RSA

 

RSA OVERVIEW

The RSA SecurID authentication mechanism consists of a "token" — either hardware (e.g. a USB dongle) or software (a soft token) — which is assigned to a computer user and which generates an authentication code at fixed intervals (usually 60 seconds) using a built-in clock and the card's factory-encoded random key (known as the "seed"). The seed is different for each token, and is loaded into the corresponding RSA SecurID server (RSA Authentication Manager, formerly ACE/Server[1]) as the tokens are purchased.[2] On-Demand tokens are also available, which provide a tokencode via email or SMS delivery, eliminating the need to provision a token to the user.

The token hardware is designed to be tamper-resistant to deter reverse engineering. When software implementations of the same algorithm ("software tokens") appeared on the market, public code has been developed by the security community allowing a user to emulate RSA SecurID in software, but only if they have access to a current RSA SecurID code, and the original 64-bit RSA SecurID seed file introduced to the server.[3] The current 128-bit tokens cannot currently be emulated. In the RSA SecurID authentication scheme, the seed record is the secret key used to generate one-time passwords. Newer versions also feature a USB connector, which allows the token to be used as a smart card-like device for securely storingcertificates.[4] A user authenticating to a network resource—say, a dial-in server or a firewall—needs to enter both a personal identification number and the number being displayed at that moment on their RSA SecurID token. Though increasingly rare, some systems using RSA SecurID disregard PIN implementation altogether, and rely on password/RSA SecurID code combinations. The server, which also has a real-time clock and a database of valid cards with the associated seed records, authenticates a user by computing what number the token is supposed to be showing at that moment in time and checking this against what the user entered.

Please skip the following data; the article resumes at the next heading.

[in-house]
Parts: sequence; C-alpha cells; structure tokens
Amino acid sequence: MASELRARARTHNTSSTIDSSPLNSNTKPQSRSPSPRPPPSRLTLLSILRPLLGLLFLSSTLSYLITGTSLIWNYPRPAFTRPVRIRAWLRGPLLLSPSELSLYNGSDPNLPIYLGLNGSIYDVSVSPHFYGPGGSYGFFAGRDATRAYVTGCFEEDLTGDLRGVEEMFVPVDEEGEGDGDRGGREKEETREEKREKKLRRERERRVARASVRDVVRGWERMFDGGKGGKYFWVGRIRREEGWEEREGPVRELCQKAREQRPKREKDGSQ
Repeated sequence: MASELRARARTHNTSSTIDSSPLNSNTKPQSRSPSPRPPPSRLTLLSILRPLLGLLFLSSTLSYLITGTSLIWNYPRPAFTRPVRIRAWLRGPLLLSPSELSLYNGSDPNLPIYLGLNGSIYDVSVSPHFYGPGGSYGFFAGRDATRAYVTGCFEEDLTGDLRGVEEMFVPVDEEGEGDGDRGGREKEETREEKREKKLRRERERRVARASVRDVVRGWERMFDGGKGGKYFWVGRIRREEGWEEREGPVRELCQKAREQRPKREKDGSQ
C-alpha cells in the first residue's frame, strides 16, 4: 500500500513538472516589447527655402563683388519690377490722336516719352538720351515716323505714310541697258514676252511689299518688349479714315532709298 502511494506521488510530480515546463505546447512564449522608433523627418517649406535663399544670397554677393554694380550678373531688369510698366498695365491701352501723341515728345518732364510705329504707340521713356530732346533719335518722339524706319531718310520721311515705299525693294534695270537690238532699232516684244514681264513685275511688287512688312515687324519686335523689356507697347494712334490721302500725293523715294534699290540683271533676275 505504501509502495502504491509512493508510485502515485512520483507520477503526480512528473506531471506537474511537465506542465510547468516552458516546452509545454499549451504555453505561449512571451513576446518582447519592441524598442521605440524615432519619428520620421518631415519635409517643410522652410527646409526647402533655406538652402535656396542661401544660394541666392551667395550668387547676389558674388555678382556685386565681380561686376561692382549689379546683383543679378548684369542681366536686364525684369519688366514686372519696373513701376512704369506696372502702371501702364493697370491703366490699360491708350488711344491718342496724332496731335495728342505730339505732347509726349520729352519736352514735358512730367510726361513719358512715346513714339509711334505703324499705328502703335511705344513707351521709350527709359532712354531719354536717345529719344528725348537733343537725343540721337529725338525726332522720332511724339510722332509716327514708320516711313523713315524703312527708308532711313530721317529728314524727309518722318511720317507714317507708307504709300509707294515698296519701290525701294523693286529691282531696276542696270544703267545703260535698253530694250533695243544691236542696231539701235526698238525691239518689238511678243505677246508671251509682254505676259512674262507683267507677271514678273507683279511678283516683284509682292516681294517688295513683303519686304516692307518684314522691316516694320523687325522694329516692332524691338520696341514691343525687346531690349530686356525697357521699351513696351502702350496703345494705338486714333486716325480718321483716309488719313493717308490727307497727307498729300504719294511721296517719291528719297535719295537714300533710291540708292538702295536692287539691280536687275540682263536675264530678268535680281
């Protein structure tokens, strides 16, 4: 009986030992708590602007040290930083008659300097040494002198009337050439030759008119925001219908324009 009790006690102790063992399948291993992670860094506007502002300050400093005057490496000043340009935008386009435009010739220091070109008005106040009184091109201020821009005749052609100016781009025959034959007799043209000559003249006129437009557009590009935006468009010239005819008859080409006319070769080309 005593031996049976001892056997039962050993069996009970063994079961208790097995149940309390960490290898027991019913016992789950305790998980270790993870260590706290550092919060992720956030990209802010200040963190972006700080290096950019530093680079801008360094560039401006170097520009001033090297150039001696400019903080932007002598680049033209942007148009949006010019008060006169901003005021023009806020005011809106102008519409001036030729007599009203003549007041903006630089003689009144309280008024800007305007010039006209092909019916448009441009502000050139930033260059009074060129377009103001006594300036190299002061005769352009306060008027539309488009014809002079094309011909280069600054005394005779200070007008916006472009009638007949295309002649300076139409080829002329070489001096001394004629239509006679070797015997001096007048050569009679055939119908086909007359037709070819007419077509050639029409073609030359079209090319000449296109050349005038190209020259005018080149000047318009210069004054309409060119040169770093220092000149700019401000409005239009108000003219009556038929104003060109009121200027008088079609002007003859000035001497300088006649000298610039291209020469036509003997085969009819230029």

On older versions of SecurID, a "duress PIN" may be used—an alternate code which creates a security event log showing that a user was forced to enter their PIN, while still providing transparent authentication.[5] The "duress PIN" feature has been deprecated and is not available on currently supported versions. While the RSA SecurID system adds a strong layer of security to a network, difficulty can occur if the authentication server's clock becomes out of sync with the clock built into the authentication tokens. Normal token clock drift is accounted for automatically by the server by adjusting a stored "Drift" value over time. If the out of sync condition is not as a result of normal hardware token clock drift, however, correcting the synchronization of the Authentication Manager server clock with the out of sync token (or tokens) can be accomplished in several different ways. If the server clock had drifted and the administrator made a change to the system clock, the tokens can either be resynchronized one-by-one, or the stored drift values adjusted manually. The drift adjustment can be done on individual tokens or in bulk using a command line utility.

RSA Security has pushed forth an initiative called "Ubiquitous Authentication", partnering with device manufacturers such as IronKey, SanDisk,Motorola, Freescale Semiconductor, Redcannon, Broadcom, and BlackBerry to embed the SecurID software into everyday devices such as USB flash drives and cell phones, to reduce cost and the number of objects that the user must carry.

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